Angelika Arendt / Pauline Bastard / Julian Charrière / Vadim Fishkin / Michael Kargl / Sophia Pompéry / Tomás Werner


Exhibition view Episode 1: rules of attraction, 2013. Photos: Pierre-Etienne Morelle.

»Episode 1: rules of attraction« opens on Thursday, May 23. With this show, insitu starts its exhibition cycle of six episodes that deal with fundamental questions surrounding the production of art: from the blank wall of the studio, to the jungle of the art market. »Episode 1: rules of attraction« is an attempt to approach the subject of beauty as a criterion of contemporary art. Realising that pure aesthetic is no longer a sufficient means to validate works, the curators chose to face a word that is currently almost taboo in art discourse: ›beauty‹.

The exhibition shows a selection of videos, sculptures, photographs and installations by seven international artists, each of them reflecting different positions of beauty, from a provocative seduction through to a behind-the-scenes revelation of illusion, always questioning the objectivity of the judgment on aesthetics as well as reflecting on definitions and constructions of beauty.

In the first room, Angelika Arendt‘s parasitical installation will not leave the viewer indifferent. On one hand her sculptures flirt with seductive attributes through their shiny colors and glittery curves, exerting magnetism like candy or a piece of jewellery, on the other hand the over-saturated ornaments verge on a kitschy aesthetic, confronting the viewer with the sensitive issue of taste.

The photo–cycle »Beautiful Pictures« (2009) by Tomás Werner depicts the same romantic landscape five times with a very traditional composition, including a perspective of the hills, a tree and a person laying down. The artist asked five different photolabs to develop the same negative following their own criteria of what should be a beautiful picture. The results surprisingly differ in their treatment of the color, contrasts and other aspects, thus demonstrating very individual interpretations of what is beautiful.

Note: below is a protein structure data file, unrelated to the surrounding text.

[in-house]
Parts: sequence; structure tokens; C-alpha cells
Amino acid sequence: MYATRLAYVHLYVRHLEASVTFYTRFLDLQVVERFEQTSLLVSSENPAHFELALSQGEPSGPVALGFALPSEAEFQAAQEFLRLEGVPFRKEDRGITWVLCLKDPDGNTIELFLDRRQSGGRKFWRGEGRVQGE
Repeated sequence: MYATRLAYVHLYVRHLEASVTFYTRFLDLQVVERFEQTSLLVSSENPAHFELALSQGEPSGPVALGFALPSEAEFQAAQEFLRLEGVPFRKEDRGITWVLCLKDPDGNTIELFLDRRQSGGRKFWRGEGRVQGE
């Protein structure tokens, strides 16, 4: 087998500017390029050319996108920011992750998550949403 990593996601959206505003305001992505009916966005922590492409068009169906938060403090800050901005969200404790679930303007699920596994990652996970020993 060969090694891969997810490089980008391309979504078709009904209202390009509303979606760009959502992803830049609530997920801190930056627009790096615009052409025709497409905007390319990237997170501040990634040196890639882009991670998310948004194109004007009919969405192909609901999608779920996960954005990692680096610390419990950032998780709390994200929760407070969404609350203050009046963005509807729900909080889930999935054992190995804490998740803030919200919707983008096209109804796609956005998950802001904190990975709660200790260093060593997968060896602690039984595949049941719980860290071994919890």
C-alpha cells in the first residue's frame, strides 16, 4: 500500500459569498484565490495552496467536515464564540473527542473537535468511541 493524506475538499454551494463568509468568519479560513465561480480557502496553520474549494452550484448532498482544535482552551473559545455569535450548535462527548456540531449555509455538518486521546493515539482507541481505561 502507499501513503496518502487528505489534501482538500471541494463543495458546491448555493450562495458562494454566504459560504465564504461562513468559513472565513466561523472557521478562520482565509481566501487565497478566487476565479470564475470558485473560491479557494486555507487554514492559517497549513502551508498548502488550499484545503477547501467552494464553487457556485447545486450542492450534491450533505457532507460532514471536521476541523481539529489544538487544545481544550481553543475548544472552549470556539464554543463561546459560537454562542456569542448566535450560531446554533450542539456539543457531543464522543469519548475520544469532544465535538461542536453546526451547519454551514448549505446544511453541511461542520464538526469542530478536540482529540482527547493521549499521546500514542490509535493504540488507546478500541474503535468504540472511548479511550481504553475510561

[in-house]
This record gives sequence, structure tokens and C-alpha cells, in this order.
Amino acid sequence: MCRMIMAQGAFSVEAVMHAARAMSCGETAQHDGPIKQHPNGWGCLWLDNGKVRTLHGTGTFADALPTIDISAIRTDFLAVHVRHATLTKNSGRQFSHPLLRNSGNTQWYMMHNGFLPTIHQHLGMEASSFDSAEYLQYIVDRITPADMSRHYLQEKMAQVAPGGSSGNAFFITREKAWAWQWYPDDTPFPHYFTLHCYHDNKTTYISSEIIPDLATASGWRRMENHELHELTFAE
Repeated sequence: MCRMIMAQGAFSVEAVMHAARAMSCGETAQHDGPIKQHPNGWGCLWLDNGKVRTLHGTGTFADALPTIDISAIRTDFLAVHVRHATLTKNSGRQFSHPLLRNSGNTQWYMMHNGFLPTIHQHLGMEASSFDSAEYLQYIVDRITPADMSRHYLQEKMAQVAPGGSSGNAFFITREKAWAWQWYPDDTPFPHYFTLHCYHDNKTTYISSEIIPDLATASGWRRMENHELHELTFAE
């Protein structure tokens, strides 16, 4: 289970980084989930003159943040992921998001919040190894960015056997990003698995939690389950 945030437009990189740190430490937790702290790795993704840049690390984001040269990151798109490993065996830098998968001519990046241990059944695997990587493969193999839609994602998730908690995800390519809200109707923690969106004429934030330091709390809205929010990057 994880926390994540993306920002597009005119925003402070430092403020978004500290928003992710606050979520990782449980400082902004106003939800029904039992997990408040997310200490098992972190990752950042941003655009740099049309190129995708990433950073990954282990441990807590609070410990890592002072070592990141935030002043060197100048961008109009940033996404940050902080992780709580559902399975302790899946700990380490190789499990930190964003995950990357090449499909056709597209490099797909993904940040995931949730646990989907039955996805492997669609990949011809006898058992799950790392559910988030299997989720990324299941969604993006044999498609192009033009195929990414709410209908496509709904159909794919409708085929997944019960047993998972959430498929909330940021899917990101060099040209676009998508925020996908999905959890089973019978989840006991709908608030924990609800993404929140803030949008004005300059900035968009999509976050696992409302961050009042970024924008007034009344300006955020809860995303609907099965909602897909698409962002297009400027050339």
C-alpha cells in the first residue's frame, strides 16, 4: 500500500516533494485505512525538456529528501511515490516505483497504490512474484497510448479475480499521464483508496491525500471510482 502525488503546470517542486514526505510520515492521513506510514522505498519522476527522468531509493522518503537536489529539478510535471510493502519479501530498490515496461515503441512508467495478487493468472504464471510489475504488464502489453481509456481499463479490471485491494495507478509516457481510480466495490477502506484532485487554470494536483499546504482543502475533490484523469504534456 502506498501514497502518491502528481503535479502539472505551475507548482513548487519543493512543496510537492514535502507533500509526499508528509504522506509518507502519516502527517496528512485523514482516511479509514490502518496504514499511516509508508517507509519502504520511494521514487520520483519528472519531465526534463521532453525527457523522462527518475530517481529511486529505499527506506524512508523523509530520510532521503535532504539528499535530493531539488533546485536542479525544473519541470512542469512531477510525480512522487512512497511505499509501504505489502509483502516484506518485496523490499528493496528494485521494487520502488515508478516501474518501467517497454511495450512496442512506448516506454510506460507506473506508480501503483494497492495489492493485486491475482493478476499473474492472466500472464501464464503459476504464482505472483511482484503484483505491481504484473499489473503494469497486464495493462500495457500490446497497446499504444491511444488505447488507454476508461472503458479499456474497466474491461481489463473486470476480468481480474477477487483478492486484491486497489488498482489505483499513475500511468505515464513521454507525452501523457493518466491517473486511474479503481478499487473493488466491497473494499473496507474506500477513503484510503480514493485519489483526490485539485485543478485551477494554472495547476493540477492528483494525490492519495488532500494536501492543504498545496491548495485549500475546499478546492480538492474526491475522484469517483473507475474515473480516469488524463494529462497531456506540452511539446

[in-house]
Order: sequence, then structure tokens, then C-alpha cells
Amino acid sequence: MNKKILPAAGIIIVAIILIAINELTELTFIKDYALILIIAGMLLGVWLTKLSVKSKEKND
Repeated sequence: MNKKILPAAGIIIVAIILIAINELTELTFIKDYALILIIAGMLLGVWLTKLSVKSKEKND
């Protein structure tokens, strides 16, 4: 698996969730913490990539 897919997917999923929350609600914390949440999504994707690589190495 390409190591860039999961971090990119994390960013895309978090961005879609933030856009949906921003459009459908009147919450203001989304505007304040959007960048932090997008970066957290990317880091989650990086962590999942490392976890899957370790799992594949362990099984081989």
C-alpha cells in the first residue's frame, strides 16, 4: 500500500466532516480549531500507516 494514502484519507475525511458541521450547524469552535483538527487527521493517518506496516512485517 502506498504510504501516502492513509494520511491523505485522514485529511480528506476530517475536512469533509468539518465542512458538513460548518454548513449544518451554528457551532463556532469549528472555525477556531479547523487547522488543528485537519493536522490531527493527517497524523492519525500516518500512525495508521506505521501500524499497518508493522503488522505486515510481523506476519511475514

Following this line of research into an objective categorization of beauty, Michael Kargl extracted all the possible colors that a digital screen can display for his work »All you can see« (2008). With a duration of 8 days, the video shows the chromatic phases (approx. 17 million) of a digital screen from white to the black. In this production, the subject is dispensed and color is employed purely for its own sake.

In the second room, Pauline Bastard’s installation »Sunset« (2009) is made with low-cost and manufactured elements such as plastic foils, a mini fan, and digital devices. Despite a setup that looks almost arbitrary, the whole mechanism projects the precise image of a sunset on the sea, worthy of the most clichéd postcards. By highlighting the behind the scenes more than the scene itself, Bastard emphasizes the artifice of the spectacle.

The photograph »Panorama« (2011) by Julian Charrière shows what seems to be a landscape of snow-capped mountains, certainly one of the most used motifs in the romantic representation of beauty. Upon closer observation, one can recognize that the ›mountains‹ are in fact a close-up of piles of rubbish taken in building-sites of Berlin, covered in chalk powder. The artist challenges the viewer’s preconceptions and questions the origin of beauty’s archetype.

In her video »Miralamentira« (2009) Sophia Pompéry‘s fascination with ›reflection‹ results in a vain research of her own face, where she is filmed as Narcissus gazing back at herself in a pool of water. Bringing eighteenth-century portrait miniatures to mind, the artist uses subdued colors and a very calm image to explore the mythical dilemma of unfulfilled love and longing for oneself. To prevent freezing in admiration of her own beauty, Pompéry manages to release herself in a subtly humorous act by simply drinking the source of her reflection.

Finally, the interactive installation »Magic Button« (2007/2009) by Vadim Fishkin sits like the cherry on top. By accumulating all kinds of attractive effects from the field of visual entertainment such as the dark room, interactive red button, 3Dfx and soap bubbles, the work addresses the spectator with its confession that its own essence is based on artifice and simulation.

Artists: Angelika Arendt (DE), Pauline Bastard (FR), Julian Charrière (CH), Vadim Fishkin (RU), Michael Kargl (AT), Sophia Pompéry (DE) and Tomás Werner (SK)

Curators: Marie Graftieaux, Nora Mayr and Gilles Neiens.